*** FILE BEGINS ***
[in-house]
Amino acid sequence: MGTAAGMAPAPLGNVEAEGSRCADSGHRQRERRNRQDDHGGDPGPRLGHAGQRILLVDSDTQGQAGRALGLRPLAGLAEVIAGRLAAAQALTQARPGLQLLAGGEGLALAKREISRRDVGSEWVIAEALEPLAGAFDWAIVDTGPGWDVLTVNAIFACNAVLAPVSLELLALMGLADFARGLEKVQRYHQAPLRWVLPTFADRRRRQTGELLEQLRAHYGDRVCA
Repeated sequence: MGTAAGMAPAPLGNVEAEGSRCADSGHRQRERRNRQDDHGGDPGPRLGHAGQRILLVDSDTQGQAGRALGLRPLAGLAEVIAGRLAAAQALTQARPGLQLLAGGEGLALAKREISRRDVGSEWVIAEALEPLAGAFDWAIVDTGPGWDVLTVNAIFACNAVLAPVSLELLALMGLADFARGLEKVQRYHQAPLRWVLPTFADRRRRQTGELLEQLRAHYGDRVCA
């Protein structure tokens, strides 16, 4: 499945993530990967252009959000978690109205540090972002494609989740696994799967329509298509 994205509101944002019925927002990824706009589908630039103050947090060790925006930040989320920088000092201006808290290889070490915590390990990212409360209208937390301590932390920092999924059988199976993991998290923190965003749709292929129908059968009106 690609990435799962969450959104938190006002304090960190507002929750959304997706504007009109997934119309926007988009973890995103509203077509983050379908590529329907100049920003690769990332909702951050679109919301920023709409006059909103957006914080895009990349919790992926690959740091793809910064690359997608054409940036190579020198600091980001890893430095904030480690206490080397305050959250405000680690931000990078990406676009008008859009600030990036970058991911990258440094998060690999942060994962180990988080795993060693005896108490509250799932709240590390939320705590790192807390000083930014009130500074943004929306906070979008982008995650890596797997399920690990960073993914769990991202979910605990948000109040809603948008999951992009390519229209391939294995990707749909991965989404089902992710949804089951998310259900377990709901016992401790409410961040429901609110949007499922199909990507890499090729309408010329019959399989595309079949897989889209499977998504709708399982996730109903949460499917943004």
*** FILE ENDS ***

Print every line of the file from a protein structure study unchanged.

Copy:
[in-house]
Amino acid sequence: MGTAAGMAPAPLGNVEAEGSRCADSGHRQRERRNRQDDHGGDPGPRLGHAGQRILLVDSDTQGQAGRALGLRPLAGLAEVIAGRLAAAQALTQARPGLQLLAGGEGLALAKREISRRDVGSEWVIAEALEPLAGAFDWAIVDTGPGWDVLTVNAIFACNAVLAPVSLELLALMGLADFARGLEKVQRYHQAPLRWVLPTFADRRRRQTGELLEQLRAHYGDRVCA
Repeated sequence: MGTAAGMAPAPLGNVEAEGSRCADSGHRQRERRNRQDDHGGDPGPRLGHAGQRILLVDSDTQGQAGRALGLRPLAGLAEVIAGRLAAAQALTQARPGLQLLAGGEGLALAKREISRRDVGSEWVIAEALEPLAGAFDWAIVDTGPGWDVLTVNAIFACNAVLAPVSLELLALMGLADFARGLEKVQRYHQAPLRWVLPTFADRRRRQTGELLEQLRAHYGDRVCA
């Protein structure tokens, strides 16, 4: 499945993530990967252009959000978690109205540090972002494609989740696994799967329509298509 994205509101944002019925927002990824706009589908630039103050947090060790925006930040989320920088000092201006808290290889070490915590390990990212409360209208937390301590932390920092999924059988199976993991998290923190965003749709292929129908059968009106 690609990435799962969450959104938190006002304090960190507002929750959304997706504007009109997934119309926007988009973890995103509203077509983050379908590529329907100049920003690769990332909702951050679109919301920023709409006059909103957006914080895009990349919790992926690959740091793809910064690359997608054409940036190579020198600091980001890893430095904030480690206490080397305050959250405000680690931000990078990406676009008008859009600030990036970058991911990258440094998060690999942060994962180990988080795993060693005896108490509250799932709240590390939320705590790192807390000083930014009130500074943004929306906070979008982008995650890596797997399920690990960073993914769990991202979910605990948000109040809603948008999951992009390519229209391939294995990707749909991965989404089902992710949804089951998310259900377990709901016992401790409410961040429901609110949007499922199909990507890499090729309408010329019959399989595309079949897989889209499977998504709708399982996730109903949460499917943004």